I used to feel the need to do something and adjust the medicine or help the family in this way or that way or say things to comfort people. I’ve taken time to learn how to just be able to be there. Sometimes just being able to be with somebody who can talk to you about his or her problem, hearing them and seeing them through that shared human experience can actually be hugely therapeutic. I think that’s part of the medicine that I never realized is something I can give my patients and myself no matter what the circumstances.
LaFaver: Wonderful. Thanks for laying this out. It sounds like this was really a meaningful experience personally, and it really might help other people, too. If someone is interested to find out more about contemplative medicine, where can they go? What resources do you recommend?
Subramanian: I think there are a number of spiritual teachers that I’ve really loved over the years. I think Jeff Cornfield is somebody that really speaks to me. Sharon Salzberg is another amazing teacher. She was a guest teacher in our fellowship.
The fellowship itself is an experience. It’s a year-long, deep dive. They’ll be accepting applications for next year’s cohort
It’s not for everyone, but I think, certainly, some of the principles could be learned from reading. The person who is probably the most knowledgeable is the New York Zen Center staff. You can look up their website. They also have a number of videos that talk about some of these topics and some resources on that website. I definitely urge people to look at that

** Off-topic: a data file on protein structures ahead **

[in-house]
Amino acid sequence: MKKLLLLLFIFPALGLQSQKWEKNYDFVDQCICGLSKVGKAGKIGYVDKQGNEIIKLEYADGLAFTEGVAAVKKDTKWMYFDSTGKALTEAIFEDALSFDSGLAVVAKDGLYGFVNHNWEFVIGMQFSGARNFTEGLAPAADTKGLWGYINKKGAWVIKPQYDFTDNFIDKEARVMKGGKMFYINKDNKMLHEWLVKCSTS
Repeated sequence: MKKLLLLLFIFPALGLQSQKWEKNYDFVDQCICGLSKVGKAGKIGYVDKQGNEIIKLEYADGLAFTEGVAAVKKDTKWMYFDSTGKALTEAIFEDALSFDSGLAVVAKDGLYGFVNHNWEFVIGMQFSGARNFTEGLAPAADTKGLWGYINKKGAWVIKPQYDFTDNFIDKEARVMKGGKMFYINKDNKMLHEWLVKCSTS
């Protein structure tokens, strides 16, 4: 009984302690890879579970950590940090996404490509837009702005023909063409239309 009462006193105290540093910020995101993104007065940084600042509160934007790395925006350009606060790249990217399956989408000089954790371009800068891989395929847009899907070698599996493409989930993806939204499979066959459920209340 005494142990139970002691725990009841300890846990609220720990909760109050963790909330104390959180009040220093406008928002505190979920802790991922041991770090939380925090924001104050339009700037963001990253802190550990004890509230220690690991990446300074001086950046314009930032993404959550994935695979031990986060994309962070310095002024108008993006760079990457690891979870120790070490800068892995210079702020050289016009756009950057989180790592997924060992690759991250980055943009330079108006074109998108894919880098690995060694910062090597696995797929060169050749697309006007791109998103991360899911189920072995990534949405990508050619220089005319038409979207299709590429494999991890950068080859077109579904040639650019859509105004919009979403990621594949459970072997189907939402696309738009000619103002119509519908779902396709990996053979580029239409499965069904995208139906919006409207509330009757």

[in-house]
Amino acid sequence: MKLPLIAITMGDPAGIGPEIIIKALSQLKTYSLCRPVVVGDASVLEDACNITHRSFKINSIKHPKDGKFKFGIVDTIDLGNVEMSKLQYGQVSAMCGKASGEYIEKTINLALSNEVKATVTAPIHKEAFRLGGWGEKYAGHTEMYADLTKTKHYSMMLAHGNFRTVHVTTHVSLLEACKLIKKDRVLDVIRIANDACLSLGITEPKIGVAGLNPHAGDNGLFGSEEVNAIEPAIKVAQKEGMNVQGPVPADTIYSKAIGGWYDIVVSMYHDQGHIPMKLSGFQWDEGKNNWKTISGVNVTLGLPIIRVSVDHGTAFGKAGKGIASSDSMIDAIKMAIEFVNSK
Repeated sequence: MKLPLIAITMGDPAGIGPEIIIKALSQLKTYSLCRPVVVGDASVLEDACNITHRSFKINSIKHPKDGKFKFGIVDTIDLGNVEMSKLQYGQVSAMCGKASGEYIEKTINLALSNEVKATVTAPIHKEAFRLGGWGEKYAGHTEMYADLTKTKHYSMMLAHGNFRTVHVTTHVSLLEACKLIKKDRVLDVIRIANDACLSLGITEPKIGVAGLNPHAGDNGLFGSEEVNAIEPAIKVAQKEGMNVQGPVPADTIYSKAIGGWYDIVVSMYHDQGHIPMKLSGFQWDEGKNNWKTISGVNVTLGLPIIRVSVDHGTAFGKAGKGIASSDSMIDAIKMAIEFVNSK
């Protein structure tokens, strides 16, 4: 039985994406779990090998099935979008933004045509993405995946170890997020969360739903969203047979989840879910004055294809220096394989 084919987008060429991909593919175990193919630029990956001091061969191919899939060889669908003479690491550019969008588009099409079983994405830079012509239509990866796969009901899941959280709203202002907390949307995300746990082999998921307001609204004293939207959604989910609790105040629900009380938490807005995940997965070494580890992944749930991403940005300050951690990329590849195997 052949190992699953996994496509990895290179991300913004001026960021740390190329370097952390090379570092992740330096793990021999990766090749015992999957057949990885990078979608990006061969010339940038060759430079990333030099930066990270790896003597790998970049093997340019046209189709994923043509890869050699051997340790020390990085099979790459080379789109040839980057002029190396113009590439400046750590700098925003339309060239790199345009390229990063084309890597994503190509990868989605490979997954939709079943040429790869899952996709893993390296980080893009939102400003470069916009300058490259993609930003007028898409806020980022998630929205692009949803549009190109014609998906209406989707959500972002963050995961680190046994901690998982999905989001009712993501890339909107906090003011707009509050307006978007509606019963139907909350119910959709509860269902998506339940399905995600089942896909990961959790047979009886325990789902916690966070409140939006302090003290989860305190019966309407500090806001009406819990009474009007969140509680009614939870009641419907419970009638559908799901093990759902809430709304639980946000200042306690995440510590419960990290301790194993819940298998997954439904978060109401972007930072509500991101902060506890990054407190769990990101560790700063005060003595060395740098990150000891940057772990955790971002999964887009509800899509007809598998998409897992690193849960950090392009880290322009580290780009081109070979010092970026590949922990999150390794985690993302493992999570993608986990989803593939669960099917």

You could look for a meditation center or find a colleague who is interested in some of this and ask them, in your own neighborhood, what is a first step to exploring some of this. I think there are many drop-in groups of meditation all over the place, sometimes in certain medical centers or university campuses. There are also free and often outdoor classes in cities across the US for yoga and meditation.
I urge you to test the water a little bit. Maybe drop in or read a book in a space. There are also some podcasts and apps if you’re interested in a 5-minute meditation, maybe around sleep. There is the Calm app and, Ten Percent Happier is another app that I think is accessible. I urge you to test it out.
LaFaver: Thanks so much for that wealth of information. I hope you all find some moments of peace and contemplation in your medical and personal life. I think we’re going to wrap it up. Thanks again for talking to me today.
Subramanian: Thank you, Kathrin.